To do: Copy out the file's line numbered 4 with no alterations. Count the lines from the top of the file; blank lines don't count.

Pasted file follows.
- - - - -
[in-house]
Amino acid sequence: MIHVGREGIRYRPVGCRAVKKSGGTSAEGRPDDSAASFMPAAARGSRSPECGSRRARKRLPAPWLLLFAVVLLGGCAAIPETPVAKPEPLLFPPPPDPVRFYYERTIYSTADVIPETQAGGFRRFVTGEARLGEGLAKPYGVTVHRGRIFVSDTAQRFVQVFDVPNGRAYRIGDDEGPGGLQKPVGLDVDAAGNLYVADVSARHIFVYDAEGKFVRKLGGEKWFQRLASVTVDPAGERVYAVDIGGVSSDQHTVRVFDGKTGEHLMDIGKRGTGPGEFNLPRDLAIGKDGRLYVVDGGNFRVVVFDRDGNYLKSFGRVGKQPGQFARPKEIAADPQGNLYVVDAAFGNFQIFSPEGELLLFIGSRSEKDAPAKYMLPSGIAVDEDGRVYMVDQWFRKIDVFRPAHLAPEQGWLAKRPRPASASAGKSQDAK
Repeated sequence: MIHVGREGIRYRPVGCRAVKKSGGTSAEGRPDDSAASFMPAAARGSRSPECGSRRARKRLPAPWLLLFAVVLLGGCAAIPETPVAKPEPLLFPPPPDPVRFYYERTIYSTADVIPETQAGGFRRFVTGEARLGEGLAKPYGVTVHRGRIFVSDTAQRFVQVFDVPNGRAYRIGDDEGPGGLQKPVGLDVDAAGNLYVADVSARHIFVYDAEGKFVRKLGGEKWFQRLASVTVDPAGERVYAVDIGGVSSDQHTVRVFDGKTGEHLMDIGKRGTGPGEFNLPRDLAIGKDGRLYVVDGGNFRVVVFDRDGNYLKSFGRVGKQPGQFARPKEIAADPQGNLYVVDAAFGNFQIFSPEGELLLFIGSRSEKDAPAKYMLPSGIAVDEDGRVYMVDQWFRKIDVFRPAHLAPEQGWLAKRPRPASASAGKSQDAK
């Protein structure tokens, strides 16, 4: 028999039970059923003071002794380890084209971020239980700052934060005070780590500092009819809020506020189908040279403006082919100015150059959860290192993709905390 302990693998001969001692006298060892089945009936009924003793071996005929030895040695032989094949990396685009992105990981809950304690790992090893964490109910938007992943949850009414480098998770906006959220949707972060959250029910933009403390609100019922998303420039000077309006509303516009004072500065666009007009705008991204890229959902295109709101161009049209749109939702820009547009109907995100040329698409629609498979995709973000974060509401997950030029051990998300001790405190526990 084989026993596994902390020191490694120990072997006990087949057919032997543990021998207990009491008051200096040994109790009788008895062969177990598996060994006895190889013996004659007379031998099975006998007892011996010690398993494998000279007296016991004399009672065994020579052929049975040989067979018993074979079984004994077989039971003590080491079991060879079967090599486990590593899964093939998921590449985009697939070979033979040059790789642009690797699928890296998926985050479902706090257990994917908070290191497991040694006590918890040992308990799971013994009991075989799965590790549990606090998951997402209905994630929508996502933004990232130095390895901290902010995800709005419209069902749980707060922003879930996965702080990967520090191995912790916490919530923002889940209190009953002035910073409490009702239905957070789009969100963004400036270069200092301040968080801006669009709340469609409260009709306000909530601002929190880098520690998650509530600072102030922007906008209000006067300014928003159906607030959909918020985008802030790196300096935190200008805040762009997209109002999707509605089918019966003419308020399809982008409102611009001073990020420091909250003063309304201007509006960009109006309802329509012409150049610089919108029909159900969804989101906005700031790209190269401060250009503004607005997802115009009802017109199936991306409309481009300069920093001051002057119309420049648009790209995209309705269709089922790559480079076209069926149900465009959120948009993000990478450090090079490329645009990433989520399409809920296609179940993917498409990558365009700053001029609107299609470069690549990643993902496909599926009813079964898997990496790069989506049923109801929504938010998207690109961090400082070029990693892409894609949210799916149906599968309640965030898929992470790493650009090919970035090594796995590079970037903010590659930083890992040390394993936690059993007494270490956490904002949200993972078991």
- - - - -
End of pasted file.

């Protein structure tokens, strides 16, 4: 028999039970059923003071002794380890084209971020239980700052934060005070780590500092009819809020506020189908040279403006082919100015150059959860290192993709905390 302990693998001969001692006298060892089945009936009924003793071996005929030895040695032989094949990396685009992105990981809950304690790992090893964490109910938007992943949850009414480098998770906006959220949707972060959250029910933009403390609100019922998303420039000077309006509303516009004072500065666009007009705008991204890229959902295109709101161009049209749109939702820009547009109907995100040329698409629609498979995709973000974060509401997950030029051990998300001790405190526990 084989026993596994902390020191490694120990072997006990087949057919032997543990021998207990009491008051200096040994109790009788008895062969177990598996060994006895190889013996004659007379031998099975006998007892011996010690398993494998000279007296016991004399009672065994020579052929049975040989067979018993074979079984004994077989039971003590080491079991060879079967090599486990590593899964093939998921590449985009697939070979033979040059790789642009690797699928890296998926985050479902706090257990994917908070290191497991040694006590918890040992308990799971013994009991075989799965590790549990606090998951997402209905994630929508996502933004990232130095390895901290902010995800709005419209069902749980707060922003879930996965702080990967520090191995912790916490919530923002889940209190009953002035910073409490009702239905957070789009969100963004400036270069200092301040968080801006669009709340469609409260009709306000909530601002929190880098520690998650509530600072102030922007906008209000006067300014928003159906607030959909918020985008802030790196300096935190200008805040762009997209109002999707509605089918019966003419308020399809982008409102611009001073990020420091909250003063309304201007509006960009109006309802329509012409150049610089919108029909159900969804989101906005700031790209190269401060250009503004607005997802115009009802017109199936991306409309481009300069920093001051002057119309420049648009790209995209309705269709089922790559480079076209069926149900465009959120948009993000990478450090090079490329645009990433989520399409809920296609179940993917498409990558365009700053001029609107299609470069690549990643993902496909599926009813079964898997990496790069989506049923109801929504938010998207690109961090400082070029990693892409894609949210799916149906599968309640965030898929992470790493650009090919970035090594796995590079970037903010590659930083890992040390394993936690059993007494270490956490904002949200993972078991």